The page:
The Raven Cycle Book Two: The Dream Thieves by Maggie Stiefvater
Now that the ley lines around Cabeswater have been woken, nothing for Ronan, Gansey, Blue, and Adam will be the same. Ronan, for one, is falling more and more deeply into his dreams, and his dreams are intruding more and more into waking life. Meanwhile, some very sinister people are looking for some of the same pieces of the Cabeswater puzzle that Gansey is after…1
The second book in the series opens with a mysterious character known as The Gray Man. Known for his appearance and his skills as a hit man this new stranger comes to Henrietta in search of something called a Greywaren. Without knowing what he is looking for he searches for clues and gets drawn into Blue’s household and the Raven Boys.
The Dream Thieves includes all the same characters from the first novel, with the addition of Mr.Gray and a few others. The main focus is on Ronan Lynch, which doesn’t offer a deep look into his character but it does make the reader more interested and curious about him. He is the bad boy of the group. His appearance warns that he is venomous but there is something in our nature that attracts us to him still.
Gansey is still our golden boy but he seems to take a back seat in this novel. Despite the first book opening with such a shocking revelation that Gansey would most likely be dead within a year, the novel focused more on others. Adam Parrish is the down to earth poor kid, who works multiple jobs in order to pay for his education and make something of himself in the world. Although he is friends with Gansey he seems to despise him for his money and place in the world. Gansey has everything but he does not appreciate it the way someone from Adams upbringing would. For this Adam tends to lash out at Gansey and as the novels progress it seems to get worse and worse. Adam plays the victim as if Gansey is rubbing his fortune and situation in Adams face. I can understand where Adam is coming from but being a big baby about it got really annoying, really fast. He even takes it out on Blue, pushing her away and wondering why she hasn’t fallen for him. Naturally he thinks it has something to do about money and has another fit.
The Ley Line becomes more complicated. The search for Glendower is put on the back burner. It is mentioned as if to remind us we are still looking for him but tries to distract us with other things. Such as Ronan’s ability to take objects from his dreams turns out to be a rather common ability in Henrietta. The others are known as thieves though, not like Ronan, he is special.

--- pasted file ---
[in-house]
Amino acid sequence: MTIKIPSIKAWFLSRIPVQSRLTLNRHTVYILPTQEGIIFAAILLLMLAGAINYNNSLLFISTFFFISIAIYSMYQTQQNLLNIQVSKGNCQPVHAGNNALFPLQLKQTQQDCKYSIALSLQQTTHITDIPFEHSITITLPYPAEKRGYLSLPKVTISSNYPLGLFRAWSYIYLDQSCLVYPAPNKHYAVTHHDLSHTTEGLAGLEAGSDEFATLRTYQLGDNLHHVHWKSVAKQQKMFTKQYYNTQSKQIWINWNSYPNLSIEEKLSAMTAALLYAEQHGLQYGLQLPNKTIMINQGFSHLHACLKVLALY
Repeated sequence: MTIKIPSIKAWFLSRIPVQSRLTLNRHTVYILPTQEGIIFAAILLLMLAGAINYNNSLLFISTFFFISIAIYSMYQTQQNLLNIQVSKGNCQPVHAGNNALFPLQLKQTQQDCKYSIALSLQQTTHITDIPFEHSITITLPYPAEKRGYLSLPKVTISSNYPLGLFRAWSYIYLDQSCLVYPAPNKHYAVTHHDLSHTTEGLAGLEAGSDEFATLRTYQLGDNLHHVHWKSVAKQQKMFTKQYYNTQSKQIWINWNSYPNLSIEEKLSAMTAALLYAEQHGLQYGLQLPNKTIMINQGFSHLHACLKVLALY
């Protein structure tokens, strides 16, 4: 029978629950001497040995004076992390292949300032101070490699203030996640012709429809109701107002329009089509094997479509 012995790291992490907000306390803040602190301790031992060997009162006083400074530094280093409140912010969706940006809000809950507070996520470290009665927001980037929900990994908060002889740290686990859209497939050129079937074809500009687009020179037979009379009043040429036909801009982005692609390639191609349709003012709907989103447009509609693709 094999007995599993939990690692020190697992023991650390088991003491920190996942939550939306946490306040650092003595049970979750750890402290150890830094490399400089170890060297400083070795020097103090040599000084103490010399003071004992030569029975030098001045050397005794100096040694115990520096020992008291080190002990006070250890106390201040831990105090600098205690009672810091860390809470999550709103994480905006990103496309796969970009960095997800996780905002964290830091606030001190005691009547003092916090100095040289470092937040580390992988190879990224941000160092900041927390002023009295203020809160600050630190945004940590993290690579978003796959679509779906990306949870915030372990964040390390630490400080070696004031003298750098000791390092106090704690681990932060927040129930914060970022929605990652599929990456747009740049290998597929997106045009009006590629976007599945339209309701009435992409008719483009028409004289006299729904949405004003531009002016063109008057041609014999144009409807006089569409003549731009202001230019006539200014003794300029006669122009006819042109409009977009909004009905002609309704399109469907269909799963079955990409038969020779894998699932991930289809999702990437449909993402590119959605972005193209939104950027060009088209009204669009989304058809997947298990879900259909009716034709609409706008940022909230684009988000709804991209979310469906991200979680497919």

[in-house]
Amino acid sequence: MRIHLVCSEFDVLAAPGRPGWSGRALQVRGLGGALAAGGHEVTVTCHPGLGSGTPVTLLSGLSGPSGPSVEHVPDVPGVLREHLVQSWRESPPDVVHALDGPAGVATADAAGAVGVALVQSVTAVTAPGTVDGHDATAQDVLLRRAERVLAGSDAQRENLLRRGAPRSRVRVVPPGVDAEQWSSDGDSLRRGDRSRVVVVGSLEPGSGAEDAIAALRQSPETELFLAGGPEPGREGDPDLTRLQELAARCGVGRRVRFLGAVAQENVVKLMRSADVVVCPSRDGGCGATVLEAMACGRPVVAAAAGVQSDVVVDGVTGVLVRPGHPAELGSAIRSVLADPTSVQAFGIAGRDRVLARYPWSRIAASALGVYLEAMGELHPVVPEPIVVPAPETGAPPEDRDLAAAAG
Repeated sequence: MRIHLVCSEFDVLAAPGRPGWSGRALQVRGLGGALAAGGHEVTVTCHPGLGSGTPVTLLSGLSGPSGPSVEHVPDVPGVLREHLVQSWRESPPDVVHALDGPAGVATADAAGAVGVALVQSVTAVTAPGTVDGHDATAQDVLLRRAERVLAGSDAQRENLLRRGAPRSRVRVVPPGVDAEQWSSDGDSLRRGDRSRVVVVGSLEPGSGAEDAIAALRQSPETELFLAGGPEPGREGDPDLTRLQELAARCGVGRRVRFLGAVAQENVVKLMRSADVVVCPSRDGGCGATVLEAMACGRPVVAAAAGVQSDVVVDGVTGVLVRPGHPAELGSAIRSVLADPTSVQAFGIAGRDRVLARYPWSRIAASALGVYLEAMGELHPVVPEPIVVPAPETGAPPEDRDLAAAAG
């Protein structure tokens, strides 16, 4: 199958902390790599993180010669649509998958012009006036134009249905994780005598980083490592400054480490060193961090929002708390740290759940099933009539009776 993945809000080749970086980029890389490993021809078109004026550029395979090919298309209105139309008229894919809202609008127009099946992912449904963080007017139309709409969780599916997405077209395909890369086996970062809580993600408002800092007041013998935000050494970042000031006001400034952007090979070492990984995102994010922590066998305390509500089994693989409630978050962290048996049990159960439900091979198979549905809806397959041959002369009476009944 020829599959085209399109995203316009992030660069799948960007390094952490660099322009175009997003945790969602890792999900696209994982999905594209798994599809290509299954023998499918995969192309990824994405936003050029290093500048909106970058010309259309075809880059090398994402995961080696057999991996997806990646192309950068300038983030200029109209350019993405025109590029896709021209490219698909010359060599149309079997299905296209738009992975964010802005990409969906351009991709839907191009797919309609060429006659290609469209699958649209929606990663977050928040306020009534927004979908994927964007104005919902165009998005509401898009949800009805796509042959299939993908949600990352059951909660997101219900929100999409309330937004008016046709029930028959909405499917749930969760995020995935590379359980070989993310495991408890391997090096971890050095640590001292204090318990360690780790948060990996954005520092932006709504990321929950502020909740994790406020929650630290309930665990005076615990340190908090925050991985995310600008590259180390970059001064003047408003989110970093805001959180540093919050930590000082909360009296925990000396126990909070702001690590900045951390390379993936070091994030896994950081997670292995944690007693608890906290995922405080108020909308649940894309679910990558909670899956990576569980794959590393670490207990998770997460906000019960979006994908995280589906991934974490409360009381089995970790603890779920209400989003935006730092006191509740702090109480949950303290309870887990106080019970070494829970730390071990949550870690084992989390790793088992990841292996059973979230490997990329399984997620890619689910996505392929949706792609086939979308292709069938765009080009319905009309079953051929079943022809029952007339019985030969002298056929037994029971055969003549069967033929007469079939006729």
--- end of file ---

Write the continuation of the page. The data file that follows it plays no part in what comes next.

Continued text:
I’m assuming that the Raven Cycle is going to be a trilogy the way it continues to string us along. I was into the first novel, but after reading this second one I am starting to have my doubts. So many times there are things brought up that become a mystery later to be revealed. Unfortunately, many of those things have yet to be brought up again. It becomes a roller coaster when some parts draw you in and you remember what it was you liked about the first book, only to drop you flat on your butt. I have a real problem with books that lead you on and on to an epic finale only to rush on a conclusion in less than half a page. I had to reread the page to comprehend what had just happened. It was not a shocking revelation, instead it was a shockingly disappointing end to a journey full of potential.
I’m was really hoping that the third (and final) book is able to bring all these things together into an exciting epic conclusion. Unfortunately, I see that there are two more books expected to appear. I can only assume the third book will string us along until the fourth is able to wrap things up for us. Hopefully one that leaves everyone satisfied and so many positive thoughts that it erases anything bad that the second book (and possibly third) may have caused. If you have started the series then you will have to continue on, but if you are able to hold off closer until the third (or possibly fourth) book is released then I strongly suggest you do so.
1. Book Summary courtesy of Maggie Stiefvater Webpage